Tuesday, October 02, 2012

Hobsbawm on Jazz, Dance and Class

The historian Eric Hobsbawm (1917-2012) died yesterday at the age of 95.  There's plenty to criticise in his political judgement  as he aligned himself with  the various phases of the Communist Party of Great Britain from its outright Stalinism to its proto-New Labour 'Marxism Today' period - even if it's not hard to understand why somebody who spent some of his teenage years in Berlin during the rise of Hitler joined the KPD. But his history writing on class and culture was often very nuanced and non-dogmatic. He also wrote extensively on jazz.

One of my favourite short essays of his looks at the early days of jazz in Europe, reflecting on how its popularity related to changing class cultural practices. 'On the Reception of Jazz in Europe'  was originally published in 1994 and then republished as 'Jazz Comes to Europe' in the excellent collection 'Uncommon People: Resistance, Rebellion and Jazz' (1998). Here's a few extracts:

'The speed of transatlantic transport was such that ideas, notes and people could already cross the ocean very rapidly indeed. Will Marion Cook's Clorindy: The Origin of the Cakewalk - Cook was later to bring Sidney Bechet to Britain - was performed in 1898 in both New York and London. The foxtrot, the basic dance routine associated with jazz, first appeared in Britain in the summer of 1914. a few months after its first appearance in the USA , and in Belgium in 1915. Jazz had hardly been baptized in the USA when groups under that name already toured Europe. They were there from the middle of 1917.

  ...the interesting thing about this diffusion is what was being diffused. It was one of several kinds of novel cultural and artistic creation that emerged, in the late nineteenth century, from the plebeian, mainly urban, milieu of Western industrial society, most probably in the specialized lumpenproletarian environments of the entertainment quarter in the big cities, with their specific subcultures, male and female stereotypes, costumes - and music. The Buenos Aires tango which secured for Latin American music a permanent but minor place on the international dance floor at the same time as jazz did, is one example. Cuban music is another...jazz was both novel and, in origin, an art belonging to an autonomous subculture...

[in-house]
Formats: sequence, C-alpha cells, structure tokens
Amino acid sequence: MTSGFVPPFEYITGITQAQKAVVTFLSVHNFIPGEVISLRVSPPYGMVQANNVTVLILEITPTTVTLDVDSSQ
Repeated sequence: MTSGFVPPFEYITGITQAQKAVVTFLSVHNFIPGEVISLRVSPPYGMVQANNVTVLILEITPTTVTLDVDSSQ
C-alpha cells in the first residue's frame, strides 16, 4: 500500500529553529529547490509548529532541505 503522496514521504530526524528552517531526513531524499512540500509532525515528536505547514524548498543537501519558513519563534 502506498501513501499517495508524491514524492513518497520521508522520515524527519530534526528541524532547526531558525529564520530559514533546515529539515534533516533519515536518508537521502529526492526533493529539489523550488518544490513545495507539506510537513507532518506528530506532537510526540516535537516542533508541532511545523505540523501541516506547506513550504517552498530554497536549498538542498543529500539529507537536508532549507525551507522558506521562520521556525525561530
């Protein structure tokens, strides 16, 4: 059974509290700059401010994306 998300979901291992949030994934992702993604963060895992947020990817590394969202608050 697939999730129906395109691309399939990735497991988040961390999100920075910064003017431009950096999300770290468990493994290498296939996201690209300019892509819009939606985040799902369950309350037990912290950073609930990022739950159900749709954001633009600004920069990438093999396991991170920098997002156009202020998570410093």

...Jazz made its way and triumphed , not as a music for intellectuals but as a music for dancing, and specifically for a transformed, revolutionized social dance of the British middle and upper classes, but also. and almost Simultaneously, the British working-class dance. During the 1900s the upper-crust dance was transformed in two ways. (An expert contemporary witness dates the major change precisely to the season 1910-11.) First urban dancing had already ceased t be a seasonal occupation linked to special occasions. and was being practised all the year round as a regular social and leisure activity. To some extent it was practised privately, but special dancing clubs developed - there were three in Edwardian Hampstead alone - and it occurred in hotels and what were not yet called 'nightclubs' . The tea-dance and the restaurant-dance appeared on a modest scale. Second, the dance lost its formality and ordered succession. At the same time it became simpler, more easily learned and less demanding and exhausting. The crucial change here was that from the turning dance (for example. the waltz) to the walking dance, such as the Boston. a sort of rectilinear waltz, in the early 1900s. It seems clear that these developments reflected a substantial loosening of aristocratic and middle-class conventions, and they are a striking and neglected symptom of the notable emancipation of women in these classes before 1914. The link between the dance revolution, even specifically between the new primacy of rhythm in social dancing, and the emancipation of women, did not pass unperceived. It is noted in the most intelligent or the early jazz books, Paul Bernhard's Jazz: Eine musikalische Zeitfrage (1927)...